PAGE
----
Assignment 3: Pages
Processing and the DOM
This topic we begin looking at “pages,” or the actual visualization of the content in your directories. Before we make anything, however, we need to talk about how data gets from your keystrokes to a browser, and how that browser renders information for viewing.
For example, HTML is a language that describes the structure of a document intended for viewing through a browser. The browser’s processor identifies elements of the document by looking for tags embedded directly in the text. These elements are then parsed into the Document Object Model (DOM).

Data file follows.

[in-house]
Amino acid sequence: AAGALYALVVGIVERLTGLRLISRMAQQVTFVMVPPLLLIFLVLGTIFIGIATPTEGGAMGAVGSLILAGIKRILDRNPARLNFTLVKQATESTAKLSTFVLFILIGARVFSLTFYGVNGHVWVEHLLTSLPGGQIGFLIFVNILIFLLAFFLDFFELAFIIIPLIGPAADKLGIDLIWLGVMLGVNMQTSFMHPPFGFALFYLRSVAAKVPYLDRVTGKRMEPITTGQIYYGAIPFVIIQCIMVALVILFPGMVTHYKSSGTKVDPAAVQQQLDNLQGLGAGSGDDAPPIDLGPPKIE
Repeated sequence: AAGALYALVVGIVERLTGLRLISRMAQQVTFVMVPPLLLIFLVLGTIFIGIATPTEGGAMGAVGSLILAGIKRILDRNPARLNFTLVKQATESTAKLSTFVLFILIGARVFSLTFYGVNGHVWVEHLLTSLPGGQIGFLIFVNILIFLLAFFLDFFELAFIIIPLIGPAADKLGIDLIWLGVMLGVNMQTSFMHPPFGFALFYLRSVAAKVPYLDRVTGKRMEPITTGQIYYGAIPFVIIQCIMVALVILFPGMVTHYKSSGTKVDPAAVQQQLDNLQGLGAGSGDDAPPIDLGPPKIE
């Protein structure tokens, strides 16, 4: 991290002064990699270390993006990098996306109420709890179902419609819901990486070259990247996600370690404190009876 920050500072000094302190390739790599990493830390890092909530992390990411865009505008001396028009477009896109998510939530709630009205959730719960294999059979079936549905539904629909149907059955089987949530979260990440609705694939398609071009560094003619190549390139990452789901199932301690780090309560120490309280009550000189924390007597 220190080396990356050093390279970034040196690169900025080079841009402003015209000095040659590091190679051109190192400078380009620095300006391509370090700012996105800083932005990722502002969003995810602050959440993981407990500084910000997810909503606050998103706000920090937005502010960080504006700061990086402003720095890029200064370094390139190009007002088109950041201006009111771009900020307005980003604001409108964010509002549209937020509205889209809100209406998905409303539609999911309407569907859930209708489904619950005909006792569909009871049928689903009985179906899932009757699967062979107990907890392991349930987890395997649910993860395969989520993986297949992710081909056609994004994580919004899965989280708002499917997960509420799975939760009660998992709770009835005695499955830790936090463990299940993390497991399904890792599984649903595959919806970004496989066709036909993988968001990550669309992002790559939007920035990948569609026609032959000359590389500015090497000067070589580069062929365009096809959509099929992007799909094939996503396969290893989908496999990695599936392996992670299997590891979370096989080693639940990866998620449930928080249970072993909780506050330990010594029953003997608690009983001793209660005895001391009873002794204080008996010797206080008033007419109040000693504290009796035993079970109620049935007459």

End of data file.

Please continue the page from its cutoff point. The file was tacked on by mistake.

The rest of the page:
What is the DOM?
This process becomes particularly useful when styling (or “decorating”) objects. Combined with some other processes (see “How Web Browsers Function”), the DOM helps connect styling wants to the appropriate structural elements.
What isn’t the DOM?
The DOM is not the same as your source code. Essentially, this means that the DOM is not a mirror of what you add to a
.html document, for example. At times, the DOM may even help correct invalid HTML to aid in the rendering process.
The DOM is therefore not a webpage; it is an essential step in creating one, however, even though you may never explicitly interact with it.